“You will never be free until you free yourself from the prison of your own false thoughts.”
- Philip Arnold
May 15, 2010 - Rikers Island, the Bronx, NY City.
Dark, empty, cold. The room stood silently at the end of the corridor. The fluorescent lights
flickered as the walls screamed out in pain. The lifeless shadowed figures curled up in the
corners of their cells, whispering their demented secrets. He dragged his feet across the smooth
floor, the cross around his neck swaying with his gait. His new orange uniform hung from his
scrawny figure. The guards removed his handcuffs and his fingers clutched the cell bars, a futile
attempt to resist entering his new life. He howled, rattling the bars, throwing himself around,
shouting about the conspiracy. They tackled him to the ground; restrained him and threw him
into the SHU, slamming the iron door.
* * *
I keep imagining the same thing over and over again, a fortress being disassembled at its own
will. Bricks being removed exposing its weak foundations. A paradise being ripped apart piece
by piece. What is this place you ask? It’s my mind. It’s my entire conscience being torn out of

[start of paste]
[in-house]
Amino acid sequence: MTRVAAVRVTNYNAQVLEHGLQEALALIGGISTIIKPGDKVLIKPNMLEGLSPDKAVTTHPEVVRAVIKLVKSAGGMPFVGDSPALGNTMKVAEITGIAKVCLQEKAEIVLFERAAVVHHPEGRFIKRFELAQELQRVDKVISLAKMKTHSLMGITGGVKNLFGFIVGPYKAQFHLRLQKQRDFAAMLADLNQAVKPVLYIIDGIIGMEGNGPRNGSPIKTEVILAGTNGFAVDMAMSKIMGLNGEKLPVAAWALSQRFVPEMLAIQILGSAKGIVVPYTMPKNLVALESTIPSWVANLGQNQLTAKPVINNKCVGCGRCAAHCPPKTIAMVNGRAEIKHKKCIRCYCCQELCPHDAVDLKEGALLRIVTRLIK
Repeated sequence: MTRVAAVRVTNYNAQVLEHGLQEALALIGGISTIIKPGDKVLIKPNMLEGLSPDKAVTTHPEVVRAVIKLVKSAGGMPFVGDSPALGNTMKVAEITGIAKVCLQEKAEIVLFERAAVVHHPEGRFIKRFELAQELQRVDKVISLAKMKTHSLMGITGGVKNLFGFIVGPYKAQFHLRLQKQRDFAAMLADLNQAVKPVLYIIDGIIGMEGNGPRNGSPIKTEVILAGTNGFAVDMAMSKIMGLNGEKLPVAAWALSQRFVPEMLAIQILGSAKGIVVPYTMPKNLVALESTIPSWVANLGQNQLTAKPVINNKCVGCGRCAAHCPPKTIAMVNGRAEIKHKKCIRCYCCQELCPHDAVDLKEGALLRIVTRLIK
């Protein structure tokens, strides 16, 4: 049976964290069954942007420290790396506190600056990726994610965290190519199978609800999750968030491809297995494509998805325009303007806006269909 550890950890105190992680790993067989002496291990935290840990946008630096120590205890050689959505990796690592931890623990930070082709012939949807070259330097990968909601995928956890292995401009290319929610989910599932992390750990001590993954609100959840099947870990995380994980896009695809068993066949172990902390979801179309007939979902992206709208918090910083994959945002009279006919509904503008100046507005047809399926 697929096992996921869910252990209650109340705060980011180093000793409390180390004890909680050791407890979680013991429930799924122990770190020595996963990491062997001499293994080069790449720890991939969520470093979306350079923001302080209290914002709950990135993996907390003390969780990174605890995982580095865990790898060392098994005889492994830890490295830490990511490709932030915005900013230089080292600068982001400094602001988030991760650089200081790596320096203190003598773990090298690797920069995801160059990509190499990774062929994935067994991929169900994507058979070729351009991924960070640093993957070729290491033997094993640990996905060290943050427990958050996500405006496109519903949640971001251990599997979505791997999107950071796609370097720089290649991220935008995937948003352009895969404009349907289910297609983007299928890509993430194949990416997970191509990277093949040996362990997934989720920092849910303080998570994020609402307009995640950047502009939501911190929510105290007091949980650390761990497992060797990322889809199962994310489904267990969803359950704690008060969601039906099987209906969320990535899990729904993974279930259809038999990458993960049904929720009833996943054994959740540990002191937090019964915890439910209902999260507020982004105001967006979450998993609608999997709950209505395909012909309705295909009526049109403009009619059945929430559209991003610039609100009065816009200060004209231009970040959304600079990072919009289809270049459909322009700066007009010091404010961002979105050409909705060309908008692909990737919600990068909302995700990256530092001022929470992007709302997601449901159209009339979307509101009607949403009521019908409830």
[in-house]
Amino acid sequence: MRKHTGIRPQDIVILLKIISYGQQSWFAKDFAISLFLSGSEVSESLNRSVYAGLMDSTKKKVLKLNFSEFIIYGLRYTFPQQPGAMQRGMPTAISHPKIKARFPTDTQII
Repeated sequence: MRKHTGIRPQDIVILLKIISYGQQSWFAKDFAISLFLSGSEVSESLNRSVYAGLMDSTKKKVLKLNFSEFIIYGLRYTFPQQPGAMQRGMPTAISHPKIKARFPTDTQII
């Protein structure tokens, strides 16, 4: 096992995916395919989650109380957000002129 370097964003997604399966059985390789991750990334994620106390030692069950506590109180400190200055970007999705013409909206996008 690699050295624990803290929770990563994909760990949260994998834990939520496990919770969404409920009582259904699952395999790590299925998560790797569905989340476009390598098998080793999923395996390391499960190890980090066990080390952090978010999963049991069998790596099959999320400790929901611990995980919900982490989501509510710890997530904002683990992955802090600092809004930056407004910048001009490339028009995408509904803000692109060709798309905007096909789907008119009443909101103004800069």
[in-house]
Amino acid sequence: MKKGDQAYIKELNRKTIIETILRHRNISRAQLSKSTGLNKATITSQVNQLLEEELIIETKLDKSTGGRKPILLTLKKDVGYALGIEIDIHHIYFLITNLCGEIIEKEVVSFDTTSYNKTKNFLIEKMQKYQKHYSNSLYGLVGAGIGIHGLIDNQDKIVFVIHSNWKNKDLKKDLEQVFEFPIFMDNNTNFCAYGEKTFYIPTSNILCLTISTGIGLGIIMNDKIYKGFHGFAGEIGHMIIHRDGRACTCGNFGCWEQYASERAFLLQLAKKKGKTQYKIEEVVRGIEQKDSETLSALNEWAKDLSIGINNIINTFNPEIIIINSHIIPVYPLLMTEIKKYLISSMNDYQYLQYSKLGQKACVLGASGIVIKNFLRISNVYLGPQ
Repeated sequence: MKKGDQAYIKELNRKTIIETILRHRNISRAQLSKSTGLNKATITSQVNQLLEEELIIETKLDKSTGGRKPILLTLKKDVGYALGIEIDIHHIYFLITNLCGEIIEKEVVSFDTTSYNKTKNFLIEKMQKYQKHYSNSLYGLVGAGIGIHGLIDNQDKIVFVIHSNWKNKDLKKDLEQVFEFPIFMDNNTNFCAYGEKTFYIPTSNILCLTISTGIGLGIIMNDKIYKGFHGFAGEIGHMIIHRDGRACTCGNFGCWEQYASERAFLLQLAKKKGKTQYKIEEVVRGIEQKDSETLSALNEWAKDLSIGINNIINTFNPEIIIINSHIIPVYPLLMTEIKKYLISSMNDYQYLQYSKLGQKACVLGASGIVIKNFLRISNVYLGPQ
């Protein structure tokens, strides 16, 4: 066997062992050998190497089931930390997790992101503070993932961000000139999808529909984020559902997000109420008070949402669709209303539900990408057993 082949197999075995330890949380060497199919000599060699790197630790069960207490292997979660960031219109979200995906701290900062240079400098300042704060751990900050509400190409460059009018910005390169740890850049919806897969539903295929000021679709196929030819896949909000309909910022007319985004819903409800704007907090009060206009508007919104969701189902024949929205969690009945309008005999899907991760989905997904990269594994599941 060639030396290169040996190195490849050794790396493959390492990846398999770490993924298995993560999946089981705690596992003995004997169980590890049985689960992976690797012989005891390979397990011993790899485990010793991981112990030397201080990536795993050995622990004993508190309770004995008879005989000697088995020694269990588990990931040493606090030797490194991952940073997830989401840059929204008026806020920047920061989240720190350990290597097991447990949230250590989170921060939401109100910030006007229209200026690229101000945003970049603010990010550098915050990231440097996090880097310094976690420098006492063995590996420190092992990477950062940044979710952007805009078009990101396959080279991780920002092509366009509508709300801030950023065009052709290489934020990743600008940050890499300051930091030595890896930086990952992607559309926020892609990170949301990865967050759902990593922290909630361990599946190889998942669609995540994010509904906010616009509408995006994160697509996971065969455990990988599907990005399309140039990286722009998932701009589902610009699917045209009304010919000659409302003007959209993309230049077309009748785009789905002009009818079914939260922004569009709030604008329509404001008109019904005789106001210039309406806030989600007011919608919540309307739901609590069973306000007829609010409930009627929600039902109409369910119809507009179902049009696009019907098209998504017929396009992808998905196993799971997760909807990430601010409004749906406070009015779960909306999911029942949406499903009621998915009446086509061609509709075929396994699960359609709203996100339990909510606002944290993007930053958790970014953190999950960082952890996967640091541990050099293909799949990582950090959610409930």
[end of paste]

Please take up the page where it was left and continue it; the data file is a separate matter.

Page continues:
place. Tortured until it bleeds out and gives up. I can feel the support getting weaker and I’m
scared that it’s going to collapse. At this point, I’m not sure if I’m dead or alive. In this state of
purgatory, days pass slowly and I can feel the connection between my brain and my emotions
slowly deteriorating. These grey walls are a constant reminder that I am past the point of
repentance. I feel as though I am in the seventh circle of Dante’s Inferno and my form is already
changing. I look down at my cold metallic bed, poisonous thoughts of depression and anger
plague my mind. I rip up the tattered sheets and begin tying a continuous line of cloth. I wrap the
creation around my skinny neck and feed the tail through the light fixture. I know the Lord will
punish me for this. I begin to pull as hard as I can.
June 27, 2015 - Manhattan, New York
As the Iron door slowly opened, light flooded into the room. His eyes pierced with pain as they
tried to adjust. The warden stood outside the cell and offered his hand. He took the man into his
office, his place of power. The office was painted a dull green, and it had only one window,
which faced directly into the prison courtyard. On the desk sat a folder full of paperwork marked
with the name Samson Edwards. After a brief discussion, the warden walked him to the gate of
the prison and released his handcuffs, revealing scars and blood around his wrists.
Today Mr Samson Edwards was released from Rikers Island Jail due to new evidence found,
proving him innocent. He had served five years for armed robbery. Sam had lost 20 pounds. He
managed to survive two suicide attempts and developed a new tic - tightly closing his eyes as if
blinking back bad thoughts. But the biggest change, his mother said, was in his face. It had
hardened. A deep crease ran along the...